The US Environmental Protection Agency (EPA) has announced new rulings to accelerate the phase down of hydrofluorocarbons (HFCs) under the bipartisan American Innovation and Manufacturing (AIM) Act.
The first new action is to restrict the use of HFCs where alternatives are already available.
The second action is a proposed rule to better manage and reuse existing HFCs by reducing wasteful leaks from equipment and supporting a growing American industry for HFC recycling and reclamation.
Under the AIM Act, the Biden-Harris Administration is phasing down HFCs to achieve a 40 per cent reduction of HFCs starting in 2024 and an 85 per cent reduction by 2036.
The rule bans HFCs in certain equipment and sets a limit on the global warming potentials (GWPs) of the HFCs that can be used in each subsector, with compliance dates ranging from 2025 to 2028.
For example, starting in 2025, air conditioners and heat pumps will be required to use refrigerants with a global warming potential (GWP) under 700.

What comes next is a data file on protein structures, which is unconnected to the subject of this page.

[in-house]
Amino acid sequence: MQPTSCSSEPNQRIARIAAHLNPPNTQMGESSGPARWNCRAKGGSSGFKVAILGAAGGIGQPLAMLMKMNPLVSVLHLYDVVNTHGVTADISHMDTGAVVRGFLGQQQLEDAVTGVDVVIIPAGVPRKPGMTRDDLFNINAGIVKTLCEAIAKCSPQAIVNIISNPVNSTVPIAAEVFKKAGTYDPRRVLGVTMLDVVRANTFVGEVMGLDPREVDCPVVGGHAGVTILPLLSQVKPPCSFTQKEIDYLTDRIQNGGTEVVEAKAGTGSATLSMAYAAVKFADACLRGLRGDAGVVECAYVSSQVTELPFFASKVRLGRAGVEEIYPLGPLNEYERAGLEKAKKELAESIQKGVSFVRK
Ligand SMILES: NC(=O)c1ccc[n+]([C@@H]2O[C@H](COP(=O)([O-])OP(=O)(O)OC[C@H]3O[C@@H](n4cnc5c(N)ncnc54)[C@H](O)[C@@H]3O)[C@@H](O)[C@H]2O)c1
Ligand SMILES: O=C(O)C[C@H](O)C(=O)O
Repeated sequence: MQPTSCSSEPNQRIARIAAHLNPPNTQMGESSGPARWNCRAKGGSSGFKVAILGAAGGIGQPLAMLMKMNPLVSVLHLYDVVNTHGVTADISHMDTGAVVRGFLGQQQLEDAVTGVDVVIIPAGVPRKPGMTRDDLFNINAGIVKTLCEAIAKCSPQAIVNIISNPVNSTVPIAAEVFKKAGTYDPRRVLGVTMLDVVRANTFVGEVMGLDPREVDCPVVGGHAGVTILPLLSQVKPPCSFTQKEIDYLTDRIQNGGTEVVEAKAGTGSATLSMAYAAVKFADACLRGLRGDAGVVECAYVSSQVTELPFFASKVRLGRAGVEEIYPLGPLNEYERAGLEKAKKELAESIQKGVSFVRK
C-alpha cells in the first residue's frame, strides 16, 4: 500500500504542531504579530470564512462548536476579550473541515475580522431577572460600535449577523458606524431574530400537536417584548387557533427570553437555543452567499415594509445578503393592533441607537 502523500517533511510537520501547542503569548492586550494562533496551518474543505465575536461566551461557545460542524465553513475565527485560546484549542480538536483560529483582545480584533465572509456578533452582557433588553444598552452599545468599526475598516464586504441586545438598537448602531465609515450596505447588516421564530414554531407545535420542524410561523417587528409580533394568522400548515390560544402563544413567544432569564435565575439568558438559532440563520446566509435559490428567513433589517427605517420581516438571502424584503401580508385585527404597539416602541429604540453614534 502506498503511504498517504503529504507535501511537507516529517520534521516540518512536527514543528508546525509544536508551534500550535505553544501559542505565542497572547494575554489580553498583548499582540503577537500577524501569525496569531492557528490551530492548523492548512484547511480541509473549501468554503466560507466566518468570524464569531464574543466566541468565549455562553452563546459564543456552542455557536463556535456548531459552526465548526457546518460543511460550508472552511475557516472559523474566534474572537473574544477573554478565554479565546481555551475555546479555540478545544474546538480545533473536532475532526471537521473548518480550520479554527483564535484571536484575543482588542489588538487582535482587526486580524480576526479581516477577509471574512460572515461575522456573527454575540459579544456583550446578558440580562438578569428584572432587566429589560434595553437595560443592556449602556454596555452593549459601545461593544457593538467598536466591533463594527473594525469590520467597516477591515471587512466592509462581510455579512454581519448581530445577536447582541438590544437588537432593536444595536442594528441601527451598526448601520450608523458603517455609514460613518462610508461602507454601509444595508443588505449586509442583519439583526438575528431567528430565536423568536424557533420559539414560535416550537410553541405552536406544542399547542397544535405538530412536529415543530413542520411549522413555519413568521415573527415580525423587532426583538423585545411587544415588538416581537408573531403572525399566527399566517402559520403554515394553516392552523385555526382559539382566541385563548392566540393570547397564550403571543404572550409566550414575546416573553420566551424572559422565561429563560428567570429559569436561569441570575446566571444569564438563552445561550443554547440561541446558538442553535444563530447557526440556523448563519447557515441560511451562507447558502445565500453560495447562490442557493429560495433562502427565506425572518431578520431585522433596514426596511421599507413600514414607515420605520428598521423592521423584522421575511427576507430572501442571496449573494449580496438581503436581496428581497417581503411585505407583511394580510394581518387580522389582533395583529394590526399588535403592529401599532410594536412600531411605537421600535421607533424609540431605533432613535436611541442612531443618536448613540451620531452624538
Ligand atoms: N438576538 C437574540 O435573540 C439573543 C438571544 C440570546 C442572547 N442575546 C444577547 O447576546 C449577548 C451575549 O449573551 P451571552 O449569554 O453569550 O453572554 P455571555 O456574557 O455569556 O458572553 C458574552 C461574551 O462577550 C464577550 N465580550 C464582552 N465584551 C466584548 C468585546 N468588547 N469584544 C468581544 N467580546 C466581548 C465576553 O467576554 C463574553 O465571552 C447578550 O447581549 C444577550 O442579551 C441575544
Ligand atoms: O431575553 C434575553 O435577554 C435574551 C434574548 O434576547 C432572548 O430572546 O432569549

From 2027, most new-construction supermarkets will be required to use refrigerants with GWP less than 150.
At the same time HFC containers will be subject to new tracking rules and any disposable refrigerant cylinders will need to be sent to reclaimers for proper evacuation before recycling or disposal.
Most countries have already banned disposable cylinders but the EPA said it will continue to monitor the current situation.
President & CEO of the Air Conditioning, Heating & Refrigeration Institute, Stephen Yurek, said the provisions provided under the Technology Transitions of the AIM Act are critical to ensuring an orderly transition from higher GWP refrigerants to lower GWP refrigerants while creating American jobs and protecting the environment.
Last week, EPA also issued HFC allowances, which allow companies to produce or import bulk HFCs for calendar year 2024.
In 2024, the overall number of allowances will be significantly lower than in 2023, as Congress has directed a reduction to 60 per cent of the historic baseline levels of HFCs, down from 90 per cent available this year.